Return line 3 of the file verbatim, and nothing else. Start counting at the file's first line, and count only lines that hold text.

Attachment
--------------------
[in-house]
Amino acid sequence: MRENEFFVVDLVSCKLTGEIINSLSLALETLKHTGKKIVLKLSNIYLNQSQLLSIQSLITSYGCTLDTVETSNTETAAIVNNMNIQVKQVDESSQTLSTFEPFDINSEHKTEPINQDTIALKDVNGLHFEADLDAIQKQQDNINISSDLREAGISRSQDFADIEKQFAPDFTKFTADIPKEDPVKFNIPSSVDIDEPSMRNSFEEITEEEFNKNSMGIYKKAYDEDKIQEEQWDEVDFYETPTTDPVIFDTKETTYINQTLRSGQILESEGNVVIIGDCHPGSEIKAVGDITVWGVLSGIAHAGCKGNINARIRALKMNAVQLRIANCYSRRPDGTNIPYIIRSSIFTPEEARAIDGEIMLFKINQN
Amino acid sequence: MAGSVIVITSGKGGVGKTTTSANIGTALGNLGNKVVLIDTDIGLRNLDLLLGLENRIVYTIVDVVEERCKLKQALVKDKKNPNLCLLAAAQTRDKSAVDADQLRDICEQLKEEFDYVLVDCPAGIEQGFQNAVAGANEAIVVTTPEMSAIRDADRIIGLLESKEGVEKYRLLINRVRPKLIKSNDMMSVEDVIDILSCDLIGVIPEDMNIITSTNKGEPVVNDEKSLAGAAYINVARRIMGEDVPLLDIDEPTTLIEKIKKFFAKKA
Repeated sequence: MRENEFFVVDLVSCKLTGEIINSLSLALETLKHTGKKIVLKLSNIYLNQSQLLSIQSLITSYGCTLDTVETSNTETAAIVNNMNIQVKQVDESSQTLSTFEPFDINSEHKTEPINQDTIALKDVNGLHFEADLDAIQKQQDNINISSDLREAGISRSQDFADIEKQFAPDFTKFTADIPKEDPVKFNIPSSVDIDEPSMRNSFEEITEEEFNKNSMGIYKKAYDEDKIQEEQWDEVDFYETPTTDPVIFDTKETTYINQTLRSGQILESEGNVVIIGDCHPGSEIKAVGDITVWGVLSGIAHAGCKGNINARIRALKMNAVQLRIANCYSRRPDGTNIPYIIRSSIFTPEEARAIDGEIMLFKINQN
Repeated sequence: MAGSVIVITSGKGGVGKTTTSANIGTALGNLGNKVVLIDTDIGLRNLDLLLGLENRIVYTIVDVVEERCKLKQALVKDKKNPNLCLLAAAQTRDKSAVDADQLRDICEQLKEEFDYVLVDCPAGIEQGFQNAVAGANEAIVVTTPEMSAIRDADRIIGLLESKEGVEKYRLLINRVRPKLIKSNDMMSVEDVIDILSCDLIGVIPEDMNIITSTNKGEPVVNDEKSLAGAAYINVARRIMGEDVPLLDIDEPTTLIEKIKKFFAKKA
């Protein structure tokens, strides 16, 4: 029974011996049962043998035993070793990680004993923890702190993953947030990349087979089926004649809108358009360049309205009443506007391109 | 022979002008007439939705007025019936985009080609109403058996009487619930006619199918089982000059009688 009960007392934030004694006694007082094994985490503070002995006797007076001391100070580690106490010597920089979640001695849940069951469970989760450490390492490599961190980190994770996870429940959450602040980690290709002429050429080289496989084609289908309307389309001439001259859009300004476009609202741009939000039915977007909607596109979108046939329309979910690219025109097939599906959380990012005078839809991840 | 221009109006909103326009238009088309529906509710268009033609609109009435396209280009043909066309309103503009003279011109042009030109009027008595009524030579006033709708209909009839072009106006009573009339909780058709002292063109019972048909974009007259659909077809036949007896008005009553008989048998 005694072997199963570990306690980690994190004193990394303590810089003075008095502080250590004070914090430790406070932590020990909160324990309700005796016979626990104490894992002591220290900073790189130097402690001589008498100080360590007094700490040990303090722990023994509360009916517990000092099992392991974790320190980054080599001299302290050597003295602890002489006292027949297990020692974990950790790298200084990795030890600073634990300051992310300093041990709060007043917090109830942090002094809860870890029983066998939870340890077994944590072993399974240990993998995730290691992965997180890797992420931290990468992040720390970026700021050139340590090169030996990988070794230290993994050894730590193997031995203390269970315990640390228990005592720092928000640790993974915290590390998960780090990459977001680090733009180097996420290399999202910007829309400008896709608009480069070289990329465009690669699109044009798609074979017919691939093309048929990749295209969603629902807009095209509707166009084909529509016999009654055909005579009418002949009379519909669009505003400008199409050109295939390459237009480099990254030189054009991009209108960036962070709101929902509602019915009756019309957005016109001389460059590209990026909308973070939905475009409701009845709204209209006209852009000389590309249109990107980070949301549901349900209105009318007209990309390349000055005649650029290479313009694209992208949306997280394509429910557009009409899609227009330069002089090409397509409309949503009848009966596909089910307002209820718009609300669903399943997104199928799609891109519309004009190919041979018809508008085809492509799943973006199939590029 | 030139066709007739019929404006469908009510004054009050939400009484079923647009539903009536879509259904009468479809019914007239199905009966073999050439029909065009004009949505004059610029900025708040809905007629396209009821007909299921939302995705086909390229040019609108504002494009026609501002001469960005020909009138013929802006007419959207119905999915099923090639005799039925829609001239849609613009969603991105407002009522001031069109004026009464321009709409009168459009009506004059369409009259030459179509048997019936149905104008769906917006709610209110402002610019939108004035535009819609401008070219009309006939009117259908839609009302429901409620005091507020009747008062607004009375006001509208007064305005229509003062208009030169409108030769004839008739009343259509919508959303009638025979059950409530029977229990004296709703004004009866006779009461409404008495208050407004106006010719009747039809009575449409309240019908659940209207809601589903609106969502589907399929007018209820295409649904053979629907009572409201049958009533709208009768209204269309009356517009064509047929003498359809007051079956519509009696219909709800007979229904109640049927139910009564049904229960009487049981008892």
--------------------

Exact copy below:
Amino acid sequence: MAGSVIVITSGKGGVGKTTTSANIGTALGNLGNKVVLIDTDIGLRNLDLLLGLENRIVYTIVDVVEERCKLKQALVKDKKNPNLCLLAAAQTRDKSAVDADQLRDICEQLKEEFDYVLVDCPAGIEQGFQNAVAGANEAIVVTTPEMSAIRDADRIIGLLESKEGVEKYRLLINRVRPKLIKSNDMMSVEDVIDILSCDLIGVIPEDMNIITSTNKGEPVVNDEKSLAGAAYINVARRIMGEDVPLLDIDEPTTLIEKIKKFFAKKA